Back in December 2016 I had the idea to develop a startup pledge for diversity and inclusion here in Austin and since have informally been working with some folks to develop the idea. Yesterday, Mary Ann Azevedo wrote an article in Crunchbase that mentioned the work I’ve been doing so I decided to write this short piece more fully explain my thinking. My goal is to get enough thoughtful eyes on the project to launch later this year. Anyone interested in helping, please let me know.
The core idea is that startups will pledge to take a few concrete measures in the way they operate their company that should, over time, increase the number of minorities, women and people who identify as LGBTQ in the startup community.
The centerpiece of the pledge is the Walker Rule, which is inspired by the NFL’s Rooney Rule, which was created by the late Dan Rooney in 2003 and is now supported by his son, Art Rooney II, President of the Pittsburgh Steelers. The Rooney Rule requires every NFL team to interview at least one minority candidate for head coach vacancies. In the years following its implementation, the number of minorities hired to fill head-coach roles doubled.
I’ve named the Walker Rule after Madam C. J. Walker (1867–1919) who was America’s first female self-made millionaire. She was an African-American entrepreneur, hair care industry pioneer, philanthropist, patron of the arts, political activist and one of the 20th century’s most influential businesswomen.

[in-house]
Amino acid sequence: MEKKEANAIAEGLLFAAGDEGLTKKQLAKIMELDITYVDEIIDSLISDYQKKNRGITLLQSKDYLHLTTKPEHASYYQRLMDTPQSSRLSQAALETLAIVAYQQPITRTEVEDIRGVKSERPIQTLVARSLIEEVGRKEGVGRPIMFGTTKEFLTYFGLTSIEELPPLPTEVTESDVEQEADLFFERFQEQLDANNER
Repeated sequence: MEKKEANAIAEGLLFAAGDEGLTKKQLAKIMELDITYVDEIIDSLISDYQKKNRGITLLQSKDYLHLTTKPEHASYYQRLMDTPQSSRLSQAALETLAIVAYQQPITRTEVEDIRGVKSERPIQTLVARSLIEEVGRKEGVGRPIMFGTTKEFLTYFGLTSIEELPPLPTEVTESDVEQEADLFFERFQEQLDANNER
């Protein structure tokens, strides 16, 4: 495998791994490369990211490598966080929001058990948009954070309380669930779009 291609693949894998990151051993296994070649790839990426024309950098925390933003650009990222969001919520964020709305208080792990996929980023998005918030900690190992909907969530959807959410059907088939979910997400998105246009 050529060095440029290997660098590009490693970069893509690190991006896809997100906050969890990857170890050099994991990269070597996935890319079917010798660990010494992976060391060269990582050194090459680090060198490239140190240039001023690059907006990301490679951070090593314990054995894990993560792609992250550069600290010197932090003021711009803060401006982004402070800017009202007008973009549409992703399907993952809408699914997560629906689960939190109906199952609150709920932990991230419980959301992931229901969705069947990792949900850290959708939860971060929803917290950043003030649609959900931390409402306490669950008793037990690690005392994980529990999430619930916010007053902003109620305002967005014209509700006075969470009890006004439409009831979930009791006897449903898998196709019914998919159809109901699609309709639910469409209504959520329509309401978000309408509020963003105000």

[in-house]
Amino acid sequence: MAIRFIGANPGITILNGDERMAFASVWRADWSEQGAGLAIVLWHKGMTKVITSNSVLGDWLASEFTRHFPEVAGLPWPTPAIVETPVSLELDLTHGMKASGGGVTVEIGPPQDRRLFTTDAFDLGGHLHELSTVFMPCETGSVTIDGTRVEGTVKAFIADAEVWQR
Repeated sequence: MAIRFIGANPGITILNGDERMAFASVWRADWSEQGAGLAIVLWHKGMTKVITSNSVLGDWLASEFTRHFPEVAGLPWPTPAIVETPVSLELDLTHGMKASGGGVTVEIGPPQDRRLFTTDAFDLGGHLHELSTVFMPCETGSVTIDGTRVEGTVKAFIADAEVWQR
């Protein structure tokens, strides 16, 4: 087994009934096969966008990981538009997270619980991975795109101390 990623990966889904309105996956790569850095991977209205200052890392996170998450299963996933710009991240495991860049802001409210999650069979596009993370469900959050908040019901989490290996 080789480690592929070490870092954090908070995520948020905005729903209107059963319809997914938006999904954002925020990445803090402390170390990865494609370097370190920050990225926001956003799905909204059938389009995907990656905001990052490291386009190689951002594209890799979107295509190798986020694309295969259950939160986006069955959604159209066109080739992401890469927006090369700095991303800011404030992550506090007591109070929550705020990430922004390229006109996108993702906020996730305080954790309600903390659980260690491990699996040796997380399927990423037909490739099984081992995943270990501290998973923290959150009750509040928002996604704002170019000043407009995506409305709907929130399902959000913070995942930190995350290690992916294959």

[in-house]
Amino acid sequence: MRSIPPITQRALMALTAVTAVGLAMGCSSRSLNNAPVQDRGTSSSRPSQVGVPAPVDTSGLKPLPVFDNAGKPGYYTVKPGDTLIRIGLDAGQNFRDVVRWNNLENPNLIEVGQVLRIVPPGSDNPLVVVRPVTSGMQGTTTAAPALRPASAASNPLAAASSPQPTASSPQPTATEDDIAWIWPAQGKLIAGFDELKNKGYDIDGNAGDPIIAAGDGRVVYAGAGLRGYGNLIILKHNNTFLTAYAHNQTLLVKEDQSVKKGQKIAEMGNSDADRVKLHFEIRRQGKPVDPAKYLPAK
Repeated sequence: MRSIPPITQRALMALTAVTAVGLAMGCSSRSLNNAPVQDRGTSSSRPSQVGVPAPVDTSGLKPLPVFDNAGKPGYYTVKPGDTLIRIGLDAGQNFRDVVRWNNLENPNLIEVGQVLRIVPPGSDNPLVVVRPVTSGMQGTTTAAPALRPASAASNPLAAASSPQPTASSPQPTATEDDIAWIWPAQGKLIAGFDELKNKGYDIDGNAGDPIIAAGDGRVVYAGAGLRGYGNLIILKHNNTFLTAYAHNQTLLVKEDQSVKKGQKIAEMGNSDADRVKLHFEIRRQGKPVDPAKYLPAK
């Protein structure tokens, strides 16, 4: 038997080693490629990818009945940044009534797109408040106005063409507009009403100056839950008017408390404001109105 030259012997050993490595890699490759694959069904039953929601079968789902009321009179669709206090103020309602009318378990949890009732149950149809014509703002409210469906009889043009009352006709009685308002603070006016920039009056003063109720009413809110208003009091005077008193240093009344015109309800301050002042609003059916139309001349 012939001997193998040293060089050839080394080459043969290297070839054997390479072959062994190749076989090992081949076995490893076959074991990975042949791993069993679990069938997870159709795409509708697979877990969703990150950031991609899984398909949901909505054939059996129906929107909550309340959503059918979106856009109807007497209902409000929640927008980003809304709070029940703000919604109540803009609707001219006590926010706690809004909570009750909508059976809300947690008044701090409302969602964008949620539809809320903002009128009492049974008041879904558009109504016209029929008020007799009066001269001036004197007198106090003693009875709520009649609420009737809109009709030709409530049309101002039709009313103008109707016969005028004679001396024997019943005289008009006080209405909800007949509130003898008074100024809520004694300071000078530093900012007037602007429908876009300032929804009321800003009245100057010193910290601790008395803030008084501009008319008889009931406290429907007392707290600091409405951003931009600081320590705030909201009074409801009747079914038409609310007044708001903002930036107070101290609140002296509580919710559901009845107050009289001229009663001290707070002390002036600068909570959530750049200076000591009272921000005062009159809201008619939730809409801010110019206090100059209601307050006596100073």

The Walker Rule calls for diversity and inclusion in interviewing and hiring of startup co-founders, CEO, senior team, management, staff, board of directors and advisors. While the specifics haven’t fully come into focus, it calls for committing to interviewing women, minority and LGBTQ candidates for all the roles mentioned above, though there is no quota or preference given in the hiring of candidates.
The terms of the Austin Startup Diversity and Inclusion Pledge under consideration are:
- The Walker Rule
- Workforce-diversity transparency and public self-reporting of diversity metrics
- Unconscious-bias awareness and training throughout the organization
- Creating a process for anonymous reporting of workplace issues related to discrimination
- Public commitment to the pledge
In addition to startup companies taking the pledge, I envision a variant of the pledge that venture capital firms, angel investors and other sources of startup capital can take that will encourage diversity and inclusion among their investment professionals.
I envision a website that would allow companies and investors to learn about the pledge, publically take the pledge, and find resources to help support their commitment to the pledge.
For the pledge support resources, I envision:
- Materials on why diversity and inclusion are important
- Assistance on how to implement the pledge
- Links to diversity and equality groups that offer support services
- Startup Diversity and Inclusion Awards
As part of the rollout of the pledge, I envision reaching out to the local venture capital firms and angel investors to encourage them to include in their term sheets a suggestion that their management teams consider taking the Startup Pledge. This is similar to something we did at Austin Ventures to encourage startups to make a donation to the Entrepreneurs Foundation of Central Texas.
Currently, I see the following being needed to move this project forward:
- A board of advisors — A diverse and inclusive group to help refine and roll out these ideas with members coming from startups, investors, diversity groups among other areas
- Marketing expertise
- A graphic designer
- A copy writer
- A web development guru
Again, if anyone is interested in helping, please let me know! The best way to reach me is by email, but if you don’t have my address, connect with me via:
#Austin Check out URLinkedUp > http://www.urlinkedup.com